John Kerry’s visit to the Senate Banking Committee in an effort to stave off a further round of sanctions while U.S.-Iran negotiations are proceeding in fits and starts produced revealing comments from Mark Kirk, currently the Senate’s leading Netanyahuite.

Kirk first challenged the professionalism of State Department number three Wendy Sherman, followed with his now standard references to Munich and Chamberlin, and then, in a bold bid to produce a memorable soundbite, said “How do you define an Iran moderate? An Iranian who is out of bullets and out of money.”

What does this mean exactly? That Kirk believes all Iranians are—by their genes—bloody minded killers if given the chance? That only if they are starved and beaten down is it possible to deal with them? Or does it not apply to ordinary Iranians, but only their politicians? Kirk perhaps had in mind Mir Hussein Moussavi, the leader of the Green movement, and possibly the presidential leading vote-getter in 2009, now under house arrest. Perhaps he was a moderate only because he was out of bullets. (Like pretty much all Iranian politicians, Moussavi supports maintaining Iran’s ability to enrich uranium. I doubt you will find any Iranians who back Netanyahu’s view that only Israel, of all the nations in the Mideast, should be permitted full access to the nuclear fuel cycle.)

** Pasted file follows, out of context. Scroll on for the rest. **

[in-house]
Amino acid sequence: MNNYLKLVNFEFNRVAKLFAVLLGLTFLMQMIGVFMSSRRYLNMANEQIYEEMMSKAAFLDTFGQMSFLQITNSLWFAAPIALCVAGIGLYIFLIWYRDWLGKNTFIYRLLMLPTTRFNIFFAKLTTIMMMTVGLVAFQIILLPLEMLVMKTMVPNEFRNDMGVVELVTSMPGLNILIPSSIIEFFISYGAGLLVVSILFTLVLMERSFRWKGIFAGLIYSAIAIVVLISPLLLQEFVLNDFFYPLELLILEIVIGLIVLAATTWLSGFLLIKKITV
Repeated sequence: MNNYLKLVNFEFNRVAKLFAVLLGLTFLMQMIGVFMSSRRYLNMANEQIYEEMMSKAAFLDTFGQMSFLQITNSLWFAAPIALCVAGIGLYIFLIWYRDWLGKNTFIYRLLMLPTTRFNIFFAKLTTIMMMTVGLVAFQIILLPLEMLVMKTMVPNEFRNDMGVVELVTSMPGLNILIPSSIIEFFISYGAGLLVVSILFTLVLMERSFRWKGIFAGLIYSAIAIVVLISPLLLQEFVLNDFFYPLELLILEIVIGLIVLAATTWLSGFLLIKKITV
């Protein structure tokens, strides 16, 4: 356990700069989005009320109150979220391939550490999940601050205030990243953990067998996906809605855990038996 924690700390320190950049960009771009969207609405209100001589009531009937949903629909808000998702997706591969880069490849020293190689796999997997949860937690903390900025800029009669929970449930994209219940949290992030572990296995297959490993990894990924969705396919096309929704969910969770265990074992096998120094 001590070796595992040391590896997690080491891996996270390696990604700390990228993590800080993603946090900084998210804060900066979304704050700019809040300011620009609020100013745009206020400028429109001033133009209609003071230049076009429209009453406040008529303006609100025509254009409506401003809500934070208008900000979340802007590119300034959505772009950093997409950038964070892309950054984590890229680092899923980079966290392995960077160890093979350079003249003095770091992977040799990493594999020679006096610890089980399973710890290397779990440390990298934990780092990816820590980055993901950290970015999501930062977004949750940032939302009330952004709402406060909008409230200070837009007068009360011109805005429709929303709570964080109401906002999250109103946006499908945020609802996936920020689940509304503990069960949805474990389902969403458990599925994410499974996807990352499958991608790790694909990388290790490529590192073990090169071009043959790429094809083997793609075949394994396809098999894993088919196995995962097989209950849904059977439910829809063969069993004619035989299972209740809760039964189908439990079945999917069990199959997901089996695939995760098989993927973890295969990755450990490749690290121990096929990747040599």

If this is what passes for foreign policy thinking among top Republicans, the party is in a very bad way. I suspect there are Republican office holders who hold alternate views—including those that understand Iran as a complicated country in a mellowing phase a generation and a half after a tumultous revolution, one which probably can be dealt with on a rational basis, as we now deal with Russia and China. But they are almost completely silent. In the vacuum, the Mark Kirks represent the brand of the GOP. Making ignorant and belligerent comments about Iran has now become a form of Republican electioneering.